The Elmira Police Department is being assisted by the Norfolk Southern Police in this investigation.

Edited by Chris
ID
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On Sunday, troopers from State Police in Wellsburg responded to a one-car fatal motor vehicle accident on County Route 60 in the town of Chemung. 

A preliminary investigation revealed the 2021 Chevrolet Malibu operated by  29 year old Isiah J. Montgomery of Binghamton, NY, was traveling west through the curve on County Route 60 when it exited the roadway on the north shoulder, striking a tree. Montgomery was pronounced deceased at the scene by the Chemung County Coroner. 

State Police say this remains an active investigation.

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On Sunday at approximately 1:39 p.m., the New York State Police from SP Horseheads responded to a capsized kayaker on Seeley Creek in the town of Southport. 

A 44-year-old male, Shawn R. McWhorter of Pine City, NY, was kayaking with two other individuals when his kayak capsized. McWhorter was eventually removed from the water and transported by Erway Ambulance to Arnot Ogden Medical Center, where he was pronounced deceased.

The two other individuals were able to make it to shore safely. 

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2 hours ago, Twin Tiers Living said:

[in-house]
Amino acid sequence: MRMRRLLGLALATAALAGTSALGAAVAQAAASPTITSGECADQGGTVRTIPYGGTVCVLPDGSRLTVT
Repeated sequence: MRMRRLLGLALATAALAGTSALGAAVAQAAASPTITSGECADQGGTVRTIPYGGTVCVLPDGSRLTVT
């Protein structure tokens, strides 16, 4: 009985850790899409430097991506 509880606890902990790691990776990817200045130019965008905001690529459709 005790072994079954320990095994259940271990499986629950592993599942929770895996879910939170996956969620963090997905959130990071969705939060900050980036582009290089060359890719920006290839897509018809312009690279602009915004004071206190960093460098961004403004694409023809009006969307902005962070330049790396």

On Sunday at approximately 1:39 p.m., the New York State Police from SP Horseheads responded to a capsized kayaker on Seeley Creek in the town of Southport. 

A 44-year-old male, Shawn R. McWhorter of Pine City, NY, was kayaking with two other individuals when his kayak capsized. McWhorter was eventually removed from the water and transported by Erway Ambulance to Arnot Ogden Medical Center, where he was pronounced deceased.

The two other individuals were able to make it to shore safely. 

Crazy.  The water levels were super high.  No one should have been out there.  What a shame.  😞

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1 hour ago, Chris said:

Just saw this:

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shes in the area soon, to do a book signing, really hoping there is a great turnout for her

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In case anyones wondering what the local effect of April's eclipse will be, here's an idea of what to expect: